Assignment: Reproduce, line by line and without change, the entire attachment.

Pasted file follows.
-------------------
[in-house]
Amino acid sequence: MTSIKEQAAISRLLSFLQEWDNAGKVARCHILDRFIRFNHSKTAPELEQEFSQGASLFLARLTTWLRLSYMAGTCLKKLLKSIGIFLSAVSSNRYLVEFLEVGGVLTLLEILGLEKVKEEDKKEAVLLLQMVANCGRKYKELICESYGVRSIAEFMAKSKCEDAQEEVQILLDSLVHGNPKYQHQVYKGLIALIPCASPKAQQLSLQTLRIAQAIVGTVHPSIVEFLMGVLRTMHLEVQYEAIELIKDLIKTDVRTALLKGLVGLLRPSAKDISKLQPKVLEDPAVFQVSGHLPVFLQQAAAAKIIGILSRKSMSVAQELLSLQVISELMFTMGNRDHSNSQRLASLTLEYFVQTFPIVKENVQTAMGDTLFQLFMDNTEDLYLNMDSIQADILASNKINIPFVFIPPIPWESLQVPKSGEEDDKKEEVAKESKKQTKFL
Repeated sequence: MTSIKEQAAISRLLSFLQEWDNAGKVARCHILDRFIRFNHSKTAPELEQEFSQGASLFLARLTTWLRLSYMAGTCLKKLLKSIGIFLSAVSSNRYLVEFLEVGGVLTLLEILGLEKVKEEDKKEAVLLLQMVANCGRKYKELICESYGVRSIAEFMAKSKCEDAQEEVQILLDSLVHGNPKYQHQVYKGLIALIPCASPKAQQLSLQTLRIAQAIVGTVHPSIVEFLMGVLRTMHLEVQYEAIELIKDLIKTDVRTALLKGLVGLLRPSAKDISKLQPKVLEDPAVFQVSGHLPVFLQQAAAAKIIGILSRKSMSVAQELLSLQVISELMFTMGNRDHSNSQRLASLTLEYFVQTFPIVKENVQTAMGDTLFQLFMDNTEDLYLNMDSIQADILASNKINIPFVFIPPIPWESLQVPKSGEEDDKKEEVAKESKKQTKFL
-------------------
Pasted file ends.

[in-house]
Amino acid sequence: MTSIKEQAAISRLLSFLQEWDNAGKVARCHILDRFIRFNHSKTAPELEQEFSQGASLFLARLTTWLRLSYMAGTCLKKLLKSIGIFLSAVSSNRYLVEFLEVGGVLTLLEILGLEKVKEEDKKEAVLLLQMVANCGRKYKELICESYGVRSIAEFMAKSKCEDAQEEVQILLDSLVHGNPKYQHQVYKGLIALIPCASPKAQQLSLQTLRIAQAIVGTVHPSIVEFLMGVLRTMHLEVQYEAIELIKDLIKTDVRTALLKGLVGLLRPSAKDISKLQPKVLEDPAVFQVSGHLPVFLQQAAAAKIIGILSRKSMSVAQELLSLQVISELMFTMGNRDHSNSQRLASLTLEYFVQTFPIVKENVQTAMGDTLFQLFMDNTEDLYLNMDSIQADILASNKINIPFVFIPPIPWESLQVPKSGEEDDKKEEVAKESKKQTKFL
Repeated sequence: MTSIKEQAAISRLLSFLQEWDNAGKVARCHILDRFIRFNHSKTAPELEQEFSQGASLFLARLTTWLRLSYMAGTCLKKLLKSIGIFLSAVSSNRYLVEFLEVGGVLTLLEILGLEKVKEEDKKEAVLLLQMVANCGRKYKELICESYGVRSIAEFMAKSKCEDAQEEVQILLDSLVHGNPKYQHQVYKGLIALIPCASPKAQQLSLQTLRIAQAIVGTVHPSIVEFLMGVLRTMHLEVQYEAIELIKDLIKTDVRTALLKGLVGLLRPSAKDISKLQPKVLEDPAVFQVSGHLPVFLQQAAAAKIIGILSRKSMSVAQELLSLQVISELMFTMGNRDHSNSQRLASLTLEYFVQTFPIVKENVQTAMGDTLFQLFMDNTEDLYLNMDSIQADILASNKINIPFVFIPPIPWESLQVPKSGEEDDKKEEVAKESKKQTKFL